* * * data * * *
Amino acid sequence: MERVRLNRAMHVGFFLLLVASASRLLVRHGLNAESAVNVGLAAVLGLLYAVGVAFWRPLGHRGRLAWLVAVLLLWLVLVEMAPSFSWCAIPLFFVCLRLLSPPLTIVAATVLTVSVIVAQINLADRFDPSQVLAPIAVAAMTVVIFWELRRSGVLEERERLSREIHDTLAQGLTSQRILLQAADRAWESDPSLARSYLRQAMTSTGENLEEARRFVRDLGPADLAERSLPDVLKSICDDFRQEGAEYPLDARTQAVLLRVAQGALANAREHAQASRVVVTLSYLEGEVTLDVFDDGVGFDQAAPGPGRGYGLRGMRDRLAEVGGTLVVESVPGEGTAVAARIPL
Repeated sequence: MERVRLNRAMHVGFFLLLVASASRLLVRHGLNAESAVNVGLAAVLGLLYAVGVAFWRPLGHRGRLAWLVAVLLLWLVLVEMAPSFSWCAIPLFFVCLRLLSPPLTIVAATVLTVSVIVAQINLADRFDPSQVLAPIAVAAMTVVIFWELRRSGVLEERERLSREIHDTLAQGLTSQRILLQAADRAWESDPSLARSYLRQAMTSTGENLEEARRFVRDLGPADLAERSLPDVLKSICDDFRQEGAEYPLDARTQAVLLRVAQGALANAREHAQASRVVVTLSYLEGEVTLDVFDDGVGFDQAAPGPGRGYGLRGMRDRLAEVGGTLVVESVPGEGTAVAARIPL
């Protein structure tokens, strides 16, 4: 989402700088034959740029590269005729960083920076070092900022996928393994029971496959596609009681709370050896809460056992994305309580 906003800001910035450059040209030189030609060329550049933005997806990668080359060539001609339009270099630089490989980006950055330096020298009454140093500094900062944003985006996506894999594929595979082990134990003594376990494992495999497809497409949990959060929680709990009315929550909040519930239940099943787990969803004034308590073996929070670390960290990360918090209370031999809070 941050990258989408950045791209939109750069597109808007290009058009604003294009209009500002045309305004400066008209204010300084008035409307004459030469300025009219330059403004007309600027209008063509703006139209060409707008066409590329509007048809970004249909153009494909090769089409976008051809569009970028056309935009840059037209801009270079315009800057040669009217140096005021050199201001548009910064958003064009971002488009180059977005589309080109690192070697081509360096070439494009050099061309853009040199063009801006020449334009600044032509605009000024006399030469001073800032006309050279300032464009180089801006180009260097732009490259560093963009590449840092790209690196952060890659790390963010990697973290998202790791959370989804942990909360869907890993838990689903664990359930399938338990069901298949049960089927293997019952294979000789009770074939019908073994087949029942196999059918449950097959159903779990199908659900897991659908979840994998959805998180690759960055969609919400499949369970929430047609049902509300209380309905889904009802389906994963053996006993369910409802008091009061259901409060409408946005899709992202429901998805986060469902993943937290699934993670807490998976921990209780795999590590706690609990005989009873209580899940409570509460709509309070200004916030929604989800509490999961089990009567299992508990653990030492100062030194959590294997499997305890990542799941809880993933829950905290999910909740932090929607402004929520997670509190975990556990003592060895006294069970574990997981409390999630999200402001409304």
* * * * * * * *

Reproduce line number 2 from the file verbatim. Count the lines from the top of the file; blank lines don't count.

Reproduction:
Repeated sequence: MERVRLNRAMHVGFFLLLVASASRLLVRHGLNAESAVNVGLAAVLGLLYAVGVAFWRPLGHRGRLAWLVAVLLLWLVLVEMAPSFSWCAIPLFFVCLRLLSPPLTIVAATVLTVSVIVAQINLADRFDPSQVLAPIAVAAMTVVIFWELRRSGVLEERERLSREIHDTLAQGLTSQRILLQAADRAWESDPSLARSYLRQAMTSTGENLEEARRFVRDLGPADLAERSLPDVLKSICDDFRQEGAEYPLDARTQAVLLRVAQGALANAREHAQASRVVVTLSYLEGEVTLDVFDDGVGFDQAAPGPGRGYGLRGMRDRLAEVGGTLVVESVPGEGTAVAARIPL